• there is at least one thing “capitalist” about our education system – smart people give up teaching so they can make much higher salaries in a corporate environment. I speak from personal experience.

  8. KB,

    Wealth is not produced by individual effort, but by group effort. I am surprised that you, as someone who I assume is a supporter of capitalism, do not understand this.

    When Bill Gates first started his company in his garage, did he personally make the computer, or did he have someone else mold the case? Did he have someone else build the monitor and he purchased it from them? He put a computer together from pieces made by other people. This is how companies do things today.

    There is not one single person who himself goes and gets ore from the mountains by himself, melts it, casts it, and forms it into a computer shell, and then by himself gets the silicon and other materials needed for the chip, and every other part needed to get a computer ready to sell. It is a GROUP EFFORT! That a supporter of capitalism doesn’t understand this is a strong sign of the failure of education among conservatives.

    It’s worth pointing out that there is NOTHING capitalist about our education system,

    Indeed. And that is a good thing. Capitalism does not look out for the little guy. Our education is bad enough in our country (look at your lack of understanding even of the system you supposedly believe in), but if we were to allow the pure market to be in charge, then a significant portion of our nation would be uneducated (yes, far worse than the level presented by you). That would be a further drain on the economy and the strength of our nation.

    and this is part of the reason for ever-increasing educational costs and ever-plummeting results

    The plummeting results don’t come from whether or not schools are public or private. They come from parents not being involved in their children’s education.

    in terms of producing educated students able to read, interested in the world and in ideas, and able to think for themselves.

    And how would a free market system ensure that every American child gets the same opportunity for the same education that the rich can provide for their children?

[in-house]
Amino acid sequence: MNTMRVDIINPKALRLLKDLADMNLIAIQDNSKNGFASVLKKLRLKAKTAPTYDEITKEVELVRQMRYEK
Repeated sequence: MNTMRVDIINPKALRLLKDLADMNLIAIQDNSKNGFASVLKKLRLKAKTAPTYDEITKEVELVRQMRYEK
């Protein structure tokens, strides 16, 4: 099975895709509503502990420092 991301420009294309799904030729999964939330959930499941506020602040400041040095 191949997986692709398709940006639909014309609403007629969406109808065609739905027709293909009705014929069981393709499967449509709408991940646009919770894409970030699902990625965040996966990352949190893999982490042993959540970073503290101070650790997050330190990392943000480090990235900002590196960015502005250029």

The “American dream” is that this country is a land of opportunity for one and all. This dream is mere fantasy if the poor who come here or are born poor cannot learn at the same level as those from the world of the rich. Capitalism has no heart. It is, by nature, cold and selfish. It cannot account for those who are born under unfortunate circumstances. This is why Americans (and well, the rest of the world) have not wanted pure unfettered capitalism. It goes against the principles of Christianity.

  9. I have to agree with you on this one.

    Of course only to a point. I don’t think greed was the main crux of her philosophy as much as subjectivism, which greed is a small part of, but includes moral and otherwise relativism.

    Capitalism is the worst form of government, except for all the others.

    At least we’re free to be greedy.

  10. truther,

    Capitalism is not a form of government. It is an economic system.

  11. To reduce the risk to the health of the overall nation, we need to change how we distribute the money across the economy. Pay people what they are really worth.

    And who is to decide, if not the market, what people are “really worth”?

  12. Wealth is not produced by individual effort, but by group effort.

    I’m not understanding the point of this statement. I presume that all the pre-made parts that Jobs and Wozniak (I don’t think Bill Gates was building computers in his garage; I think he was busy coding software to run on other people’s computers) used to build their computers were obtained at prices agreeable to both buyers and sellers of those parts.

    How this contributes to your claim that “capitalism failed” I don’t get at all.

    I don’t think capitalism failed; I think the morals of those who were participating in a capitalistic market failed.

    Just as the claim has been made that democracy will only work with a moral people, I’m pretty sure that capitalism has that same basic requirement, too.

  13. Mark,

    And who is to decide, if not the market, what people are “really worth”?

    It should be mutually agreeable (which is what we have right now). Before unions formed, the person that decided what a person was worth was the boss, a man like Rockefeller, or Carnegie. They never took into account what each individual considered he was worth for his efforts. Hence why workers unionized, to force management to realize that the worker gets a say in the decision over what the worth is of their labor.